First, it allowed identity checks to be carried out at the request of the public prosecutor, who simply had to define a scope of intervention, establish a time frame for the action in question, and specify the offences to be investigated. The police would then need no further justification for its operations as long as it complied with the public prosecutor’s instructions. This framework would be extensively used under Nicolas Sarkozy’s presidency to arrest undocumented migrants. The competent ministers (interior and/or justice, as appropriate) issued circulars encouraging public prosecutors to enact requisitions  around hostels, near associations offering advice and services for foreign nationals, or in certain neighbourhoods of Paris. In this way, targeted checks developed, along with arrests at the public counters of prefectures and police operations in workplaces. These operations respond to a target-driven culture, defended by the government, that aims to achieve a certain number of deportations from France.
Second, the legislature established border controls, meant to offset the disappearance of borders and therefore internal controls within the Schengen area. The police, like customs officers, may conduct checks on the administrative status of anyone on French territory within 20 km of the national border, as well as anyone passing through a railway station, port or airport open to international traffic. 
This measure, which is complex while at the same time leaving officers comfortable room for manoeuvre, has suffered two attacks, first from the European courts  and then from the French courts,  which both condemned border controls and the verification of foreigners’ administrative situations. They considered that in the absence of a better definition of the justifications for police action, these two frameworks produced an effect equivalent to border controls that the Schengen Agreement, now part of EU law, was supposed to abolish.
Moreover, under the leadership of the NGO Open Society,  a movement denouncing the ethnic profiling to which certain categories of the population are subjected, including young people perceived as being of foreign origin who live or spend time in certain neighbourhoods, and foreign nationals. A group of associations has raised a number of cases (priority preliminary rulings, action for damages against the French state as a result of discriminatory checks, still under investigation) and has called for a comprehensive reform of legislation  in a new political context, François Hollande having pledged in his presidential campaign to fight “against racial profiling in identity checks for a procedure that respects human rights”.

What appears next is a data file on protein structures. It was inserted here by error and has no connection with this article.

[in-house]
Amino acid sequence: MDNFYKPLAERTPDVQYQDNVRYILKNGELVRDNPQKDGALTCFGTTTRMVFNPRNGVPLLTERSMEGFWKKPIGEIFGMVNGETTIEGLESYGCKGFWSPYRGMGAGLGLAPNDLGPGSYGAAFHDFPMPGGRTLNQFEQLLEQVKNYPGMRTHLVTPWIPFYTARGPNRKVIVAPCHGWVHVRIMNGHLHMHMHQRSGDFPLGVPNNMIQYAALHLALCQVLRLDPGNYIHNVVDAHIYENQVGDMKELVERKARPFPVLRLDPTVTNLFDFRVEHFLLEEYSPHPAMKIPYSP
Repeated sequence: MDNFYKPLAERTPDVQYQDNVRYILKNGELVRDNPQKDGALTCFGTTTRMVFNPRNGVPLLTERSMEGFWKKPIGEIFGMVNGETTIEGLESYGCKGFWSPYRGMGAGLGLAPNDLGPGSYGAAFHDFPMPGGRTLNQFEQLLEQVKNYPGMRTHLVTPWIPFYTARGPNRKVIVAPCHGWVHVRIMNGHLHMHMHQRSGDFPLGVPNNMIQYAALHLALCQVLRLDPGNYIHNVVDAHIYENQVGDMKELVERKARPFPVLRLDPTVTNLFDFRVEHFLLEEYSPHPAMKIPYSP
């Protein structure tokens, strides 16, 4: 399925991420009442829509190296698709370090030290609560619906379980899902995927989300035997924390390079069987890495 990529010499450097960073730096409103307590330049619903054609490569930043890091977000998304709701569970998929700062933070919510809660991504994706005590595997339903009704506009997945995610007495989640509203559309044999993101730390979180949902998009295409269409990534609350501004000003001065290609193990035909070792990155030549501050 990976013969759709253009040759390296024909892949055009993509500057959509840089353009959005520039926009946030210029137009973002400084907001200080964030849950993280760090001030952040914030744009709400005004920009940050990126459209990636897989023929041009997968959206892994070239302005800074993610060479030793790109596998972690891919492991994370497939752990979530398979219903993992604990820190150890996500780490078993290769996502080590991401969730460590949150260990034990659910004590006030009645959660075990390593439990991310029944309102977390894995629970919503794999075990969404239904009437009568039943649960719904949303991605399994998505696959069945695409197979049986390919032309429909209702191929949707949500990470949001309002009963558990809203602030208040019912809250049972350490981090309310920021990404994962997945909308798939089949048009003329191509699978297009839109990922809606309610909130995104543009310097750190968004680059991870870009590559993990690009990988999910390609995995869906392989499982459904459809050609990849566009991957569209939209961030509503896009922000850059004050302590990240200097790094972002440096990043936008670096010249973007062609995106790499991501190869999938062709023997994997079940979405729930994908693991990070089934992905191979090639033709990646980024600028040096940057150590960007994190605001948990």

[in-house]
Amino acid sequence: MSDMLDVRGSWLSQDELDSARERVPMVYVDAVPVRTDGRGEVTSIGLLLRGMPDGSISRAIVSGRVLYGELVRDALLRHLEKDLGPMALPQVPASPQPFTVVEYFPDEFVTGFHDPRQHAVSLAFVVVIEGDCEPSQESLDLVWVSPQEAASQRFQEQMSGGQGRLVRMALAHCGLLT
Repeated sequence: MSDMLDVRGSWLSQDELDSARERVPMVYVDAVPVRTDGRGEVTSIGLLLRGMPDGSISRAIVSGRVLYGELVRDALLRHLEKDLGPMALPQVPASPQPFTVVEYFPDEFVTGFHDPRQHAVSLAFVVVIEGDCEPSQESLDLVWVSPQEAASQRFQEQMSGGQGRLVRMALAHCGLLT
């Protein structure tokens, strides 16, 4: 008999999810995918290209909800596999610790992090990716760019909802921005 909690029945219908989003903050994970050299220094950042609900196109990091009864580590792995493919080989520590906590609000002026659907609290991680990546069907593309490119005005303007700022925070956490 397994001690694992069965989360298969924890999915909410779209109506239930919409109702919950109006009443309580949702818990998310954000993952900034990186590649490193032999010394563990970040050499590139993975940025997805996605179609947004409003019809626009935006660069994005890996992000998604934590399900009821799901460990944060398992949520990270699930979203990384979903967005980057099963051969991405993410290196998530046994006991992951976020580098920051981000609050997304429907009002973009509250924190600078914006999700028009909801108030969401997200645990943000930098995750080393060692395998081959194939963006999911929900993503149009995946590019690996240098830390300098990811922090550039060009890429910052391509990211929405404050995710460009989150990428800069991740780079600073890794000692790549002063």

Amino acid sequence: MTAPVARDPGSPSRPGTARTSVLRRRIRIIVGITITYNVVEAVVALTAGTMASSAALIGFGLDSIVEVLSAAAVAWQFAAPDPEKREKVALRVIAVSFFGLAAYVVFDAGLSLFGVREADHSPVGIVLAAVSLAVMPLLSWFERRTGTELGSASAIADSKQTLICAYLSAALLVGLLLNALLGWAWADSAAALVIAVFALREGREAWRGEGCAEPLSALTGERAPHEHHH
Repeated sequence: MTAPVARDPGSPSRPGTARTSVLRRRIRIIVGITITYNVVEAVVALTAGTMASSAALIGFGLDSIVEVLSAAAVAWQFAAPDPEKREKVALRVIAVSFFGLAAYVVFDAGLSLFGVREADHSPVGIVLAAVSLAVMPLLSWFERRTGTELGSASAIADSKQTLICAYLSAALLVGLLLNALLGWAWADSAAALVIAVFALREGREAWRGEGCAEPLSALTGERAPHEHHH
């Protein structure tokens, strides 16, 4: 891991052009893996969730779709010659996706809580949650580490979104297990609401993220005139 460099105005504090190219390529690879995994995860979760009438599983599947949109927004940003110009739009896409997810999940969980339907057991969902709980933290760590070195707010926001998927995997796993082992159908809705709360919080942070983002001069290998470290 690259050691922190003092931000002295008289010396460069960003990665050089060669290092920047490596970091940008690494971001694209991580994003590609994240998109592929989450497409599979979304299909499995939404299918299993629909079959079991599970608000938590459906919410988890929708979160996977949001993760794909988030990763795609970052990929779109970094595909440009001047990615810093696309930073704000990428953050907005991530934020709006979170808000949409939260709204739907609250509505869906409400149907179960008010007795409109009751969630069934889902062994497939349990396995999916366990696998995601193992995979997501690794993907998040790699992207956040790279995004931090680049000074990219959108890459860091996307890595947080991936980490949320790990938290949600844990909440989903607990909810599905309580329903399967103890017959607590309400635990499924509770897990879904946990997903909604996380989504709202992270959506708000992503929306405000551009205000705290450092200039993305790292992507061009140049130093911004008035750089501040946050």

Reforms promised… and then forgotten
To date, no draft legislation  amending the law on identity checks, as requested by these organisations, has been tabled. Nor, indeed, has any more consideration been given to measures such as issuing “receipts” to persons arrested or subjected to ID checks, indicating the legal framework of the action taken, or to the adoption of clear rules on body searches, or to the reform of legal assumptions deemed too permissive.
The lack of political will to change a legal situation that is conducive to producing illegal practices and further exacerbating relations between the police and a section of the population is regrettable. The only measure taken so far by the French interior ministry, namely the reintroduction of uniform numbers for police officers, enabling their identification, is not only unlikely to reduce the number of discriminatory checks,  but also appears above all to be a ploy to bury the recommendations of the Human Rights Defender  and the promises made during the 2012 presidential campaign.